The council-owned water utility Stockholm Vatten, which provides biogas in the region, and gas stations in the area have pegged the price of biogas to the price of oil.
This means that with today’s record-high oil prices, biogas is priced at around 11 kronor per litre in Stockholm and Gothenburg. In most of the rest of the country, the fuel is priced at around 8 kronor per litre.
Car maker Volvo, one of the leading makers of biogas cars, is now protesting at the high price of green fuel.
“It’s hard to understand that [the council] talks about wanting more environmentally-friendly cars in Stockholm, but overcharges for the gas that it produces itself,” said Volvo Sweden press officer Bo Larsen to Swedish Radio.
The policy was also criticised by Sweden’s environment minister, Lena Sommestad, who told SR that she “sees no justifiable reason” to link biogas to the price of oil.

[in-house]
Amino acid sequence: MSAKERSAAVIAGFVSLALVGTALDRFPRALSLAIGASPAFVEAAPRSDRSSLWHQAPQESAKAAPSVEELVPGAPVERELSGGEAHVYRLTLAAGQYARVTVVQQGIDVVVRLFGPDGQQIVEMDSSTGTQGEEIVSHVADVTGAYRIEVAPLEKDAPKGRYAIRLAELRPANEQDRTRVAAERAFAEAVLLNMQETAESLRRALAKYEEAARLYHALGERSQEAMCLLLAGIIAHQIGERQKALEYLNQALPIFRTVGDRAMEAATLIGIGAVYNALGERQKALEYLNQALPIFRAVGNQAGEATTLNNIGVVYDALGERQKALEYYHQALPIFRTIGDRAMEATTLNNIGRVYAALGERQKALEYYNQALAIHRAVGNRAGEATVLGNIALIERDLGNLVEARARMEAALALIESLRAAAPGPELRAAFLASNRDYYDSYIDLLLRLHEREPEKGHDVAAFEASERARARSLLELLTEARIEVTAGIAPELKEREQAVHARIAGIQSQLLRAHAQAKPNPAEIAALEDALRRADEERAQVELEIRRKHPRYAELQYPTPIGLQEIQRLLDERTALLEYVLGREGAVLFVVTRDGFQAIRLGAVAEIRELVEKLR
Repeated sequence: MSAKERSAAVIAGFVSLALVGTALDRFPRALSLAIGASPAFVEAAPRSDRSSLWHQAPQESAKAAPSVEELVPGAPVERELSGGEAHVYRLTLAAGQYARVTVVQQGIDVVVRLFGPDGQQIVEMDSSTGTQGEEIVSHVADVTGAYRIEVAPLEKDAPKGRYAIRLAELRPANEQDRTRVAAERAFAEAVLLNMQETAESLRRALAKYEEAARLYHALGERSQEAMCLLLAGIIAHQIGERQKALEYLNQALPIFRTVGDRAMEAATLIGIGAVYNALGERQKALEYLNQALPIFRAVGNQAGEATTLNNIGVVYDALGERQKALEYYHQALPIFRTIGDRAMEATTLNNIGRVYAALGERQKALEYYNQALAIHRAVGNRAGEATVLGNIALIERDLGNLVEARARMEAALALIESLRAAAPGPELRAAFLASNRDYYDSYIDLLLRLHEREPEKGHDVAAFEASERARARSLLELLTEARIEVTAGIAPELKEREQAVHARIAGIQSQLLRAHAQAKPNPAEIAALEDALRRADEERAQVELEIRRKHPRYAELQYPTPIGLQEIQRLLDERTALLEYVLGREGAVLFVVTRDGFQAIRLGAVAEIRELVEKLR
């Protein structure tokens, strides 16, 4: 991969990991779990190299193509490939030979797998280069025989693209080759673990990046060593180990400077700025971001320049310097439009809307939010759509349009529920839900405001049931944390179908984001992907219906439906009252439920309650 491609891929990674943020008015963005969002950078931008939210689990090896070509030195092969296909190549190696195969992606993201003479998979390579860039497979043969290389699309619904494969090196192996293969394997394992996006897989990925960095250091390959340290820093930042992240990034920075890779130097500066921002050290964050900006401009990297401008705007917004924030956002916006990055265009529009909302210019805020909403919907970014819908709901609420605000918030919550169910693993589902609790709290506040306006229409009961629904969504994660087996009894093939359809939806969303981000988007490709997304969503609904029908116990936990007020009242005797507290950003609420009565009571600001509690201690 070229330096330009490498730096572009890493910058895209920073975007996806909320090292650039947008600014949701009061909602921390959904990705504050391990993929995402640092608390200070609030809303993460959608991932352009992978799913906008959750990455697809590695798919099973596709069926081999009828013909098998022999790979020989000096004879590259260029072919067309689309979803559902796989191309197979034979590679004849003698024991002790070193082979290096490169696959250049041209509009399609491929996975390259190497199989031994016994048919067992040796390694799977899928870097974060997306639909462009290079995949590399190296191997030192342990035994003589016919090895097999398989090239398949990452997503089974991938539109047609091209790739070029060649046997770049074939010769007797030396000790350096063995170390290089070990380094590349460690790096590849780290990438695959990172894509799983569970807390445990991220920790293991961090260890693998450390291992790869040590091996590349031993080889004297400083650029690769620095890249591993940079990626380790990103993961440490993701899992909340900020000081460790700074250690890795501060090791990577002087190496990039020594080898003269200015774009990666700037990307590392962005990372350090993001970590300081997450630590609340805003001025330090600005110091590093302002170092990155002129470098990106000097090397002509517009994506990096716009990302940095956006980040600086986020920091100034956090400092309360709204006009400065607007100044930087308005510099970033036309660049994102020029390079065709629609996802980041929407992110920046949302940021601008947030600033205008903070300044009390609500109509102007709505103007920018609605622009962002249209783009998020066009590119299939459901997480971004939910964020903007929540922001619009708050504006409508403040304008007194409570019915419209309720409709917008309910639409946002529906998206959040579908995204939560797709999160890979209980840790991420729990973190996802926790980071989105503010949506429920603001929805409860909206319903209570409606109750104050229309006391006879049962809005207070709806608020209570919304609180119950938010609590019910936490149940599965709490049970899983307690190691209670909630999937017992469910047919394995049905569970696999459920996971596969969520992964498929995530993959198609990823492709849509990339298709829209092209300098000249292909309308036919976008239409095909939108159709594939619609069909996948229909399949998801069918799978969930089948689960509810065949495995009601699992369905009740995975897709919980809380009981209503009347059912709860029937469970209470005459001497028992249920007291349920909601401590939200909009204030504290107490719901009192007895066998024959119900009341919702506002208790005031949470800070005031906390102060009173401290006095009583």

“This puts at a disadvantage a fuel that we would very much like to promote,” she said, but admitted when pressed that she would not take action against the council or petrol retailers.
But Stockholm Vatten’s acting managing director told SR that she saw no problem in letting the price of biogas follow the price of other fuels.
“All energy prices have some kind of link to each other,” said Gunilla Brattberg.
But one Left Party member of the board of Stockholm Vatten is arguing for the utility’s agreement with the petrol retailers to be renegotiated.
Stellan Hamrin said that he believed that the board was “quite united” on the idea of coming to a new agreement.